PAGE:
What is the loan process? Some lenders like to prequalify potential borrowers to determine how much they can afford. This also gives you and your lender an opportunity to see which loan program would be most appropriate for your needs. After the lender gathers basic information and your application is received, a loan officer or processor will review your credit reports, the amount of available collateral, and your income.
The loan officer will determine if any additional documentation is required. If you are purchasing real estate, you may also need to submit preliminary environmental reports, area maps, title reports, property appraisals, and lease summaries. Next, your commercial loan package is submitted to the decision makers — either a loan committee or underwriter. During the underwriting process, you may need to furnish additional documentation.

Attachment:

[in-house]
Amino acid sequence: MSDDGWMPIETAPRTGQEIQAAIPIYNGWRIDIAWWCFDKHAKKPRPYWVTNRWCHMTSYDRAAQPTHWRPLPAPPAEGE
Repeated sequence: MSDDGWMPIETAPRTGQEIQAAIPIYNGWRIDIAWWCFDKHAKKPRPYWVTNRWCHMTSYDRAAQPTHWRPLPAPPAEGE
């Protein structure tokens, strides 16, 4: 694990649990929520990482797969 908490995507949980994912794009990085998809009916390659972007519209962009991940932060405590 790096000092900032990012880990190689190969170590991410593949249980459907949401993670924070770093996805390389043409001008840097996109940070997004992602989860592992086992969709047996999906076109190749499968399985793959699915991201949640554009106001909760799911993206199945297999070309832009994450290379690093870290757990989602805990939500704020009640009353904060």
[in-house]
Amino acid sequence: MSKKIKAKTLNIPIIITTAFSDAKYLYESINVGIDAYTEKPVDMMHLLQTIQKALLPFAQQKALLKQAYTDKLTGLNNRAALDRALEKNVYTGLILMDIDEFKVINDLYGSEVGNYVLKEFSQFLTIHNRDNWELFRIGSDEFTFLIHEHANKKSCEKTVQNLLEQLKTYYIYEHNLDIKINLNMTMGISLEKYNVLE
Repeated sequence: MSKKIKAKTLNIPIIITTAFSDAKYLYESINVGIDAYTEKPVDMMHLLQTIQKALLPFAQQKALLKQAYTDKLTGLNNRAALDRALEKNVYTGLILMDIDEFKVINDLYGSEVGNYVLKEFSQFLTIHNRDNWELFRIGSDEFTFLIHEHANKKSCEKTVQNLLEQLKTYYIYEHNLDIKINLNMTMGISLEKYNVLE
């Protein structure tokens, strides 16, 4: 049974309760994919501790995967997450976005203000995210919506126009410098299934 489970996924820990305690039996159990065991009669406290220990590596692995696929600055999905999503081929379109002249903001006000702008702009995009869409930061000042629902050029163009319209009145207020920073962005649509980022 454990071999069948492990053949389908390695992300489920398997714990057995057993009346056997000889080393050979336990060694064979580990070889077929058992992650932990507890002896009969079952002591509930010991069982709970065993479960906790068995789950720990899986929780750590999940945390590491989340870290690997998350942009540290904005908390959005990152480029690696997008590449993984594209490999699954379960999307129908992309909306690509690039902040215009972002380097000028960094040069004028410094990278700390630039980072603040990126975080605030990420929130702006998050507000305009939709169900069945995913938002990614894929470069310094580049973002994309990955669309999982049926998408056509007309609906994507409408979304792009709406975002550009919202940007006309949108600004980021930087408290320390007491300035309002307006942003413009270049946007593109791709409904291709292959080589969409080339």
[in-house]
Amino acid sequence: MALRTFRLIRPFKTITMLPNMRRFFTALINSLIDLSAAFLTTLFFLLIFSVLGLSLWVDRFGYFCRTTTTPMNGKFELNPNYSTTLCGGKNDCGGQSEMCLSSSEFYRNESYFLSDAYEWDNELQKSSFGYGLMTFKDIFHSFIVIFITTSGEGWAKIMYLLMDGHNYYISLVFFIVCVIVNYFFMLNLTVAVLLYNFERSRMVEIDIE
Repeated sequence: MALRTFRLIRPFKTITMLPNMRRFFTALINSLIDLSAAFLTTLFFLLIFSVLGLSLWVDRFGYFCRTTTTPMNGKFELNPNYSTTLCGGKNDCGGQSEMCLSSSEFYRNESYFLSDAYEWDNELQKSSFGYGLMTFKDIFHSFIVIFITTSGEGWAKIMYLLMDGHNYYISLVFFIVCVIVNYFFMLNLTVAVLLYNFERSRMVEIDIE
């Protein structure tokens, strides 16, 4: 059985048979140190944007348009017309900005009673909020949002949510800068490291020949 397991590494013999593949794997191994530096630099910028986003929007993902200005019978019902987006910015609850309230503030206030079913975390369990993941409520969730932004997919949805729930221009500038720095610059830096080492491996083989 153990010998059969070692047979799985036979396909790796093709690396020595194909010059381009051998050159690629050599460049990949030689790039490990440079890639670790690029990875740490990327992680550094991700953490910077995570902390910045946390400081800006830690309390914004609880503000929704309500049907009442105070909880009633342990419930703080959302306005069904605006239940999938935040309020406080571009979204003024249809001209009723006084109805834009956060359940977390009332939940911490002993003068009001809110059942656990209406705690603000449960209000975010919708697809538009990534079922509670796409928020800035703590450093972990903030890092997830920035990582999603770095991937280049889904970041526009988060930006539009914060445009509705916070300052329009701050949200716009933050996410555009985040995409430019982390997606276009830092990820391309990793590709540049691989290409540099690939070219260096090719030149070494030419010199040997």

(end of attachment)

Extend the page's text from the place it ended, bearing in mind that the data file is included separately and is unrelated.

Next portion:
After the underwriting process, you will receive a letter of intent or term sheet. A letter of intent or term sheet is a formal document intended to put all parties (the lender and your company) on the same page. The letter of intent will include the names of all parties, amount of financing, type of collateral, and other key terms. After all underwriting conditions are satisfied, the final loan package is resubmitted to the loan committee for final approval.
At this point, the lender will issue a final full loan commitment. If your loan is approved, you will receive closing documents and they may be handled by a title company. The title company will record deeds and mortgages, order title insurance, coordinate the exchange of funds, and arrange for you to sign the loan documents. At the closing, the lender funds the loan with a cashier’s check, draft, or electronic wire transfer.
Being prepared and organized can save time and help your loan get approved. Be prepared to have all required information ready to submit if your lender requests it.